Palm Sunday

If anyone asks you why you are untying it [the ass the disciples were sent to find], this must be your answer, ‘The Lord has need of it’ (Lk 19:31). Perhaps no greater paradox was ever written than this: on the one hand the sovereignty of the Lord, and on the other hand his ‘need’. His combination of Divinity and dependence, of possession and poverty was a consequence of the Word becoming flesh. Truly, he who was rich became poor for our sakes, that we might become rich. Our Lord borrowed a boat from a fisherman from which to preach; he borrowed barley loaves and fishes from a boy to feed a multitude; he borrowed a grave from which he would rise; and now he borrows an ass on which to enter Jerusalem. Sometimes God pre-empts and requisitions the things of man, as if to remind him that everything is a gift from him.

Fulton Sheen, The Life of Jesus

The scene depicted in today’s Gospel seems like a triumph. Jerusalem is celebrating: those gathered treat Jesus’ entry into Jerusalem as the triumphal entry of the Messiah. People lay down their clothes and wave palm branches. The crowd cry out for God to save them, and that is exactly what he will do in a few days time, upon the Cross. This is a God who keeps his promises and who also defies human expectations. The masses in Jerusalem are expecting a king of the Davidic line. One who would be seen as a challenge to the ruling élite, the status quo. But in, Christ, God gives Israel something else: a King of the line of David, yes, but one who rules with love, who has no desire for power, or honour. Leaders and those in authority are threatened by him: Jesus turns their world on its head. He is an awkward inconvenience. Jesus does not want their power. He has come to be and do something completely different. What is seen as a potential political coup is in fact a renewal of religion, the fulfilment of prophecy, and a new hope for Israel.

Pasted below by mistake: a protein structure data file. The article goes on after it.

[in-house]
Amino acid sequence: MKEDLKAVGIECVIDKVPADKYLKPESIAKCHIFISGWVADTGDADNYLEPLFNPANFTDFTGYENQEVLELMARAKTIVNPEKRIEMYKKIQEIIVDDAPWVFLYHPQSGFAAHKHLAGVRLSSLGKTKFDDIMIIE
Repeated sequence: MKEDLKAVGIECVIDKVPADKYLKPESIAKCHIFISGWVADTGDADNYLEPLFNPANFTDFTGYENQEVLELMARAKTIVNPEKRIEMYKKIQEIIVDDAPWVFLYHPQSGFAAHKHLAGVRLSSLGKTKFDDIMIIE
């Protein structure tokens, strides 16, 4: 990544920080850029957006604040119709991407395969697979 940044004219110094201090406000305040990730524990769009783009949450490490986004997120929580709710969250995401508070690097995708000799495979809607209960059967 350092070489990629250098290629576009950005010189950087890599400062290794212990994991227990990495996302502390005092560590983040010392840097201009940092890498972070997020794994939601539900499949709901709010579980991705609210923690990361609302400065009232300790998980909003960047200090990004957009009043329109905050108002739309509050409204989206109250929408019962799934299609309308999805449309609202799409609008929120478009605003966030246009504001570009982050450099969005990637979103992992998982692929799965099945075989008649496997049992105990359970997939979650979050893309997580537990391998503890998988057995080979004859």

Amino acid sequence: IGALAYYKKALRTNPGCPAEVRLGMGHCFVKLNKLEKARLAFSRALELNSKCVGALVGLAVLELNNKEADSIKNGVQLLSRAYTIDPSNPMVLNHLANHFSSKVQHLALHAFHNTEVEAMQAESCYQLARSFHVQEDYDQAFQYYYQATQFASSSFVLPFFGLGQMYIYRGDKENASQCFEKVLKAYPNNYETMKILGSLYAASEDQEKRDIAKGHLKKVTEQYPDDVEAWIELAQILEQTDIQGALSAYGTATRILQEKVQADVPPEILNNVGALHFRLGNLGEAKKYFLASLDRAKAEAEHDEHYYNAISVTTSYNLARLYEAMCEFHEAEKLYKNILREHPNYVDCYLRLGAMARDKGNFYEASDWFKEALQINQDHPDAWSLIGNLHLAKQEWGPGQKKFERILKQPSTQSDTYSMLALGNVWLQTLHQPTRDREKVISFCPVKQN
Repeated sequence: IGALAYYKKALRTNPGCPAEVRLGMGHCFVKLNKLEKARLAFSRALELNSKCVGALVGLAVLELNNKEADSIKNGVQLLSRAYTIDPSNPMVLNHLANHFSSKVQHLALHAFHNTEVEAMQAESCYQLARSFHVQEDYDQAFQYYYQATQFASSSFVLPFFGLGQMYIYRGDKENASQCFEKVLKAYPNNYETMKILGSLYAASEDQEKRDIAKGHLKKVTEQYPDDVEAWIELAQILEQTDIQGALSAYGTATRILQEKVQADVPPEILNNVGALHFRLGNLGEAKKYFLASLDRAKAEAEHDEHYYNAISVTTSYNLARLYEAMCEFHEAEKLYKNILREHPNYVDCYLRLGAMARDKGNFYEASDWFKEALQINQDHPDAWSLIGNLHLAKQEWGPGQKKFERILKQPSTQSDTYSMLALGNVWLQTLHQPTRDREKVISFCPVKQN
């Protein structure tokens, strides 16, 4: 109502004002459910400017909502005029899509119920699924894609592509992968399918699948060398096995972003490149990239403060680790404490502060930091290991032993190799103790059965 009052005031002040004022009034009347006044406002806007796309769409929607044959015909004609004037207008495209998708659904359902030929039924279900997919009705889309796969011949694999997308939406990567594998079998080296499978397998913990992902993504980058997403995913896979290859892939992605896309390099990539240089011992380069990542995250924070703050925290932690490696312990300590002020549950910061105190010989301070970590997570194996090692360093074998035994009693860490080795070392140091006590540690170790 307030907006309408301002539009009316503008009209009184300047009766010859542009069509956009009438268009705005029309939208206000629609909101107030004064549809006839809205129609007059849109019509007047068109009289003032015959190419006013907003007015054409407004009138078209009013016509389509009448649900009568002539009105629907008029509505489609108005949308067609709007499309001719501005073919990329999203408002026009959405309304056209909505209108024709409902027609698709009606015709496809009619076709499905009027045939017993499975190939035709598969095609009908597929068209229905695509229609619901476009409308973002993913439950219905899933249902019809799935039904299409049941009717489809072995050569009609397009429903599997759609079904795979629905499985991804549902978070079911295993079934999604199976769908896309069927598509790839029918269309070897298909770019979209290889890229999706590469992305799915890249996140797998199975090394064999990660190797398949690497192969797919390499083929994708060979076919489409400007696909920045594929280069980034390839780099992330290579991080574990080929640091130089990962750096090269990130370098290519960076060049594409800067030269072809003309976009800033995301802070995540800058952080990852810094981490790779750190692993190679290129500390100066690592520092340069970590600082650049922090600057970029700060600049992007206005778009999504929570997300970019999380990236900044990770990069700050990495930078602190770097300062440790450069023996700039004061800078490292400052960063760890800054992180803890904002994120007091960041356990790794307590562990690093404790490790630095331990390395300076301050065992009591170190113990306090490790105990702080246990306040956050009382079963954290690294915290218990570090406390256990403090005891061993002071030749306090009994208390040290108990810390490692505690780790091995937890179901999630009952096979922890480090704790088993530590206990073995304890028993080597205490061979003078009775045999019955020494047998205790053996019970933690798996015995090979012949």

In riding into Jerusalem Jesus is fulfilling the prophecies of Zechariah: 

Rejoice greatly, O daughter of Zion! Shout aloud, O daughter of Jerusalem! Behold, your king is coming to you; righteous and having salvation is he, humble and mounted on a donkey, on a colt, the foal of a donkey. (Zech 9:9)